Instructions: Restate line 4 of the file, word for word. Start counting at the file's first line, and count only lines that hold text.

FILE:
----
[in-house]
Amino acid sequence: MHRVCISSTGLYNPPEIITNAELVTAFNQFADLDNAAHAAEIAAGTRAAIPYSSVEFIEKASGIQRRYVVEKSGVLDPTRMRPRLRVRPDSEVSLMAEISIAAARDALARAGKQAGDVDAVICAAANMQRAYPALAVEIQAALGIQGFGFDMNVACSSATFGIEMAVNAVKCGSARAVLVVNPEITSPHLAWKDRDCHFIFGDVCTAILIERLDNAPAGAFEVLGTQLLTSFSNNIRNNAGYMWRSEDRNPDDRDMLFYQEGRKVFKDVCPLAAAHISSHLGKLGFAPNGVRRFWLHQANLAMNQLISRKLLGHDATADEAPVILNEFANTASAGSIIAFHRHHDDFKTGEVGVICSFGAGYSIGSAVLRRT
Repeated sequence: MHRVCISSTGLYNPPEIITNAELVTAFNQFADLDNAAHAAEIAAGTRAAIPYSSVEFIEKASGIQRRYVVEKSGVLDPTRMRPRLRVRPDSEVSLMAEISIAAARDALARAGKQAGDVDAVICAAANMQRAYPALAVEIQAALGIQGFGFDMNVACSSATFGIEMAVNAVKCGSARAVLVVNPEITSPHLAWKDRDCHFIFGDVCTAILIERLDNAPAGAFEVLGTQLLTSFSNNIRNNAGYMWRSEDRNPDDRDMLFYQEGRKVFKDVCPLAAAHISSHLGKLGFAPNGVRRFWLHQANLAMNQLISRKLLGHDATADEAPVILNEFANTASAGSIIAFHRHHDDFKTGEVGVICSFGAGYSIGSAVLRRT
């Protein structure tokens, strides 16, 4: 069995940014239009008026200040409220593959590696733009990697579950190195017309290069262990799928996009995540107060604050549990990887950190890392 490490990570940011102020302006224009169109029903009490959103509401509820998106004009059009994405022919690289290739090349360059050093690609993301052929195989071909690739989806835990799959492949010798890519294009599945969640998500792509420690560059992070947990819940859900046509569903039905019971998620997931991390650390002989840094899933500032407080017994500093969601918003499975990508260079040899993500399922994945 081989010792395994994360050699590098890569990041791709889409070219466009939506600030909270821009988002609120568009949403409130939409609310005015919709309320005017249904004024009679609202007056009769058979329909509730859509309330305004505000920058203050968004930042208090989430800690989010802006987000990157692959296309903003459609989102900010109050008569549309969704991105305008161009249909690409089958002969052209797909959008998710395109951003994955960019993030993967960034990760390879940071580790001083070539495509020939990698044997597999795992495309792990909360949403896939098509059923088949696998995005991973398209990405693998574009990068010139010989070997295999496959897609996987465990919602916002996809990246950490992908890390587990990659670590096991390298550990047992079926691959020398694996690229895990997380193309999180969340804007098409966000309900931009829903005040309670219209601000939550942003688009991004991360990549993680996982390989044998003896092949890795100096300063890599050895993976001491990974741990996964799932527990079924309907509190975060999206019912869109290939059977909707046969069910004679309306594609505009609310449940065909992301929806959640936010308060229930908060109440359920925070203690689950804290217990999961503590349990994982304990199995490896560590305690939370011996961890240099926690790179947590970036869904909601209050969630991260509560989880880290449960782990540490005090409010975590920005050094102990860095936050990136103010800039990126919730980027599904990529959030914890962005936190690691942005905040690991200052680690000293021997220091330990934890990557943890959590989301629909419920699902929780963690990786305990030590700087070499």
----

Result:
């Protein structure tokens, strides 16, 4: 069995940014239009008026200040409220593959590696733009990697579950190195017309290069262990799928996009995540107060604050549990990887950190890392 490490990570940011102020302006224009169109029903009490959103509401509820998106004009059009994405022919690289290739090349360059050093690609993301052929195989071909690739989806835990799959492949010798890519294009599945969640998500792509420690560059992070947990819940859900046509569903039905019971998620997931991390650390002989840094899933500032407080017994500093969601918003499975990508260079040899993500399922994945 081989010792395994994360050699590098890569990041791709889409070219466009939506600030909270821009988002609120568009949403409130939409609310005015919709309320005017249904004024009679609202007056009769058979329909509730859509309330305004505000920058203050968004930042208090989430800690989010802006987000990157692959296309903003459609989102900010109050008569549309969704991105305008161009249909690409089958002969052209797909959008998710395109951003994955960019993030993967960034990760390879940071580790001083070539495509020939990698044997597999795992495309792990909360949403896939098509059923088949696998995005991973398209990405693998574009990068010139010989070997295999496959897609996987465990919602916002996809990246950490992908890390587990990659670590096991390298550990047992079926691959020398694996690229895990997380193309999180969340804007098409966000309900931009829903005040309670219209601000939550942003688009991004991360990549993680996982390989044998003896092949890795100096300063890599050895993976001491990974741990996964799932527990079924309907509190975060999206019912869109290939059977909707046969069910004679309306594609505009609310449940065909992301929806959640936010308060229930908060109440359920925070203690689950804290217990999961503590349990994982304990199995490896560590305690939370011996961890240099926690790179947590970036869904909601209050969630991260509560989880880290449960782990540490005090409010975590920005050094102990860095936050990136103010800039990126919730980027599904990529959030914890962005936190690691942005905040690991200052680690000293021997220091330990934890990557943890959590989301629909419920699902929780963690990786305990030590700087070499």